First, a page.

MAC introduces contemporary art to the next generation

Montreal’s Museum of Contemporary Art (MAC) is gearing up for Les Printemps du Mac happening this Friday at the museum.

“The museum is going to be completely transformed,” said Stefanie Stergiotisit, co-chair of the event.

“It’s an immersive experience. We really develop a crazy theme every year.”

This year’s theme is “Jangala,” which Stergiotisit described as a techno jungle, “where technology and nature collide.”

WATCH: Les Printemps du MAC

The event is meant to introduce the MAC to a new generation of young professionals, and to create an interest in contemporary art.

On Global News Morning Thursday, Kim Sullivan had the pleasure of meeting MAC director and chief curator John Zeppetelli, who explained what contemporary art is all about.

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    According to Zeppetelli, there is no great mystery.

    “Contemporary art is about what artists have always been doing,” he said. “Artists have been using materials to depict the world, to depict issues and problems or to represent certain things.”

    It’s also difficult to compartmentalize contemporary art.

    “It’s photography, it’s painting, it’s any number of things,” he said.

    “It’s very difficult to encapsulate.”

    Sullivan mentioned that it’s often the story behind the works of art that can capture the viewer’s imagination. Zeppetelli agreed, pointing to a crumbling 16-metre sculptural block as an example.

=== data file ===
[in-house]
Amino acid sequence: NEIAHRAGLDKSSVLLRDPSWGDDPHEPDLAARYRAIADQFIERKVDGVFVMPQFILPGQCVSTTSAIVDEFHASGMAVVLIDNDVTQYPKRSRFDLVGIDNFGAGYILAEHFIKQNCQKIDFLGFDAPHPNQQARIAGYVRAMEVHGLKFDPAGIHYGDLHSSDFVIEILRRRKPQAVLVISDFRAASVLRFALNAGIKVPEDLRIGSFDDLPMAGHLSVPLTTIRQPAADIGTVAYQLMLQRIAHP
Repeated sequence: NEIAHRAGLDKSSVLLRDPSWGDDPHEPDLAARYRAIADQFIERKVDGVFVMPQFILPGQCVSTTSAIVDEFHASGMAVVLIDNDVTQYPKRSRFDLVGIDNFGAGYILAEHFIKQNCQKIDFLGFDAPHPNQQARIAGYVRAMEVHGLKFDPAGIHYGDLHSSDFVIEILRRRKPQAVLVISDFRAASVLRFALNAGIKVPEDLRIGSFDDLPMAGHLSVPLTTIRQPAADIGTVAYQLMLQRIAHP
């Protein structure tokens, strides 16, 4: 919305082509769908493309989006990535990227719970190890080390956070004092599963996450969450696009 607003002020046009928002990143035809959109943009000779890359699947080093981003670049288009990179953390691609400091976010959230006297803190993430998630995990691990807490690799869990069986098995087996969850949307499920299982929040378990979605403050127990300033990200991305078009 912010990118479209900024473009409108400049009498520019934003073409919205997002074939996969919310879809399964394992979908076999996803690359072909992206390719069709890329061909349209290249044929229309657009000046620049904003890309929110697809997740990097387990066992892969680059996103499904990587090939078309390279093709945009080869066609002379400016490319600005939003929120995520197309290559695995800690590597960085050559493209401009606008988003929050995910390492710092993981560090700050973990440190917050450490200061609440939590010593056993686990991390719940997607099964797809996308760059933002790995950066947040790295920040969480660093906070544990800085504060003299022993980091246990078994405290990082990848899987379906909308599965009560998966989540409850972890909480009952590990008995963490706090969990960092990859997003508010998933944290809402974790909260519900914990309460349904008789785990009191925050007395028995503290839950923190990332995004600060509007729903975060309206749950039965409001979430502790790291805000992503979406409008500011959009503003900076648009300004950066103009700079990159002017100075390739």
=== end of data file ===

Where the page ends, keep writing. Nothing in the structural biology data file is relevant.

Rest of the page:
A sculptural block by Mexican artist Teresa Margolles is on display at the MAC in Montreal. Thursday, April 20, 2017.

    Yannick Gadbois/Global News

    “It was extremely clean and precise when we first opened the exhibition,” Zeppettelli said, explaining that it was also part of a performance piece.

    “A volunteer will come in and scratch the surface of the sculpture on a daily basis for one hour,” he said.

    The block, by artist Teresa Margolles, is actually the remains of a house in Juarez, Mexico just across the border from El Paso, Tx.

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    For Zeppetelli , it’s important that people take in both the performance elements and the conceptual aspects of the artwork.

    “I mean this is a metaphor for all the walls {that] will be broken down,” he said of Margolles’ work.

    “It is a Mexican woman, who is building a wall in a museum in Canada, and it’s Quebec who pays for it,” he added, tongue-in-cheek.

    For more information about the different activities and exhibits, visit the MAC website.